Monuments under new light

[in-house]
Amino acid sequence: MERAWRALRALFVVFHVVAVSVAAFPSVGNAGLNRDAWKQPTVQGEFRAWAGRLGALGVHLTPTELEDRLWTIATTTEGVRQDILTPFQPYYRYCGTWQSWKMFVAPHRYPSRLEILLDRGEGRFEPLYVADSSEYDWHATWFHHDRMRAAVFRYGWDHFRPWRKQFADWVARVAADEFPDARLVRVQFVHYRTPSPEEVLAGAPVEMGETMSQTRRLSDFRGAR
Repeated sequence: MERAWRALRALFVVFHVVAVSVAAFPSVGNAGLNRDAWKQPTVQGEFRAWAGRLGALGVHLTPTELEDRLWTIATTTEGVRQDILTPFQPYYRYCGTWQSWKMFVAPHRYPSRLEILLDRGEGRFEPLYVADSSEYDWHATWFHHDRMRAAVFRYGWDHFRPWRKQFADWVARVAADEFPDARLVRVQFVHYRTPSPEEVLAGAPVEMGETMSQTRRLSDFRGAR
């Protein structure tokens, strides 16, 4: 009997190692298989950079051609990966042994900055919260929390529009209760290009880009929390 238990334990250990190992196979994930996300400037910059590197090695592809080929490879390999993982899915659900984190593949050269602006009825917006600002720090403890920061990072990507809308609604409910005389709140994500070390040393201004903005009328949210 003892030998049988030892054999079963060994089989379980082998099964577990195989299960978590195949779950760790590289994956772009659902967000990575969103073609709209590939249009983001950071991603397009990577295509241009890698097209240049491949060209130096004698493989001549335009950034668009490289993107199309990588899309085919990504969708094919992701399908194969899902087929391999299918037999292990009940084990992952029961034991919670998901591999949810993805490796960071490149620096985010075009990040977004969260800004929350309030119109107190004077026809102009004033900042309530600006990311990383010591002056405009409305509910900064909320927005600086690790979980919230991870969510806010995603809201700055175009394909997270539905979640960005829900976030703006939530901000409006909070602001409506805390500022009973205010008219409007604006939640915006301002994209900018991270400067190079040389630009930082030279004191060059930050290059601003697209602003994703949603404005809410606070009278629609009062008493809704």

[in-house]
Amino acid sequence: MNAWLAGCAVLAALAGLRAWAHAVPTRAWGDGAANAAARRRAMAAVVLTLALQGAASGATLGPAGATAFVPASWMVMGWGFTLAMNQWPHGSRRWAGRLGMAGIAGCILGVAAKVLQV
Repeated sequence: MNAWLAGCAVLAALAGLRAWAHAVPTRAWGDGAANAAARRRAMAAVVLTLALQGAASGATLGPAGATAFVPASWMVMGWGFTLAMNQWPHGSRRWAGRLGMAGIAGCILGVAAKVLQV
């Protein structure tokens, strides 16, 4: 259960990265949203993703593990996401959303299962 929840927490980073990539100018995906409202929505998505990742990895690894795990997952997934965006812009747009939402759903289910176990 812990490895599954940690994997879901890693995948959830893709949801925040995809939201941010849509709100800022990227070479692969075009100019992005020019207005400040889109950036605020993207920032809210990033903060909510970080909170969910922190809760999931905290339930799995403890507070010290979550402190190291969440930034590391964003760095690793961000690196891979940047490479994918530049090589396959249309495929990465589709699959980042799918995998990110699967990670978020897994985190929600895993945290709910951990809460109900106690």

Imposing, often sensational, as in the case of the Acropolis, the project to provide special lighting on the Greek capital’s most prominent archeological sites – including the Parthenon – is now in motion. The initiative belongs to internationally acclaimed film director Michael Cacoyannis, who, three years ago, invited leading light specialist Pierre Bideau to work on various Athenian sites. The project was finally unveiled at an ceremony earlier this week; it featured the most well-known sites of the Greek capital bathed in rich lights. The result not only offers an optimistic image of the city, it also confirms the new relationship between Athens and its monuments. Irrespective of how one might feel about the project’s outcome on an aesthetic level, calling in the French expert symbolically reflects new standards in the management of Greece’s cultural heritage. In this view, the unveiling ceremony, which took place at the Dionysos restaurant this week, was not solely about aesthetic or touristic values. Take the Thiseion temple, for instance, a monument kept in the dark for decades. As for the Parthenon, all the efforts made up to now had proved disappointing. Today the image of the Acropolis is impressive, to say the least: Alongside the monument, the lighting brings out the site’s natural folds – quite a dramatic effect. The Acropolis (Parthenon, Erechtheion, Propylaia), the Thiseion and the Philopappou monuments have now been lit up, but there are other monuments which, although included in the original plan, are not part of the operating project yet. In the case of Lycabettus Hill, the lighting will depend on how reliable the Municipality of Athens will prove to be, given that it undertook to carry out the project until the opening of the Olympic Games. As for the Herod Atticus Theater, the ancient venue will not be part of the exciting project given that the Athens Festival is currently under way. The Temple of Zeus and the Arch of Hadrian will have to wait until after the Athens Games, while according to Fanni Palli-Petralia, alternate minister of culture, talks are already under way for the lighting of Cape Sounion’s Temple of Poseidon. Plans for lighting up the Parliament have also been delayed. «Our work is far from finished,» said a visibly satisfied Cacoyannis at the recent ceremony. Deputy Culture Minister Petros Tatoulis spoke about «neutral lighting which does not wear the monuments,» while he also praised the sponsors (the study was paid for by the Friends of Athens association; another major contributor was Swiss bank UBS). Summarizing his work, Pierre Bideau spoke about the development of cohesive lighting unearthing the monuments’ special architectural features through the use of low-powered lights; he also noted his efforts to transmit the feeling that these monuments were and are still alive. The project was carried out with the full support of the Ministry of Culture, the approval of the Central Archaeological Council and the scientific contribution of the First Ephorate of Prehistoric and Classical Antiquities. The exact budget of the project remains unknown. What is known, however, is that the Ministry of Culture contributed 855,000 euros.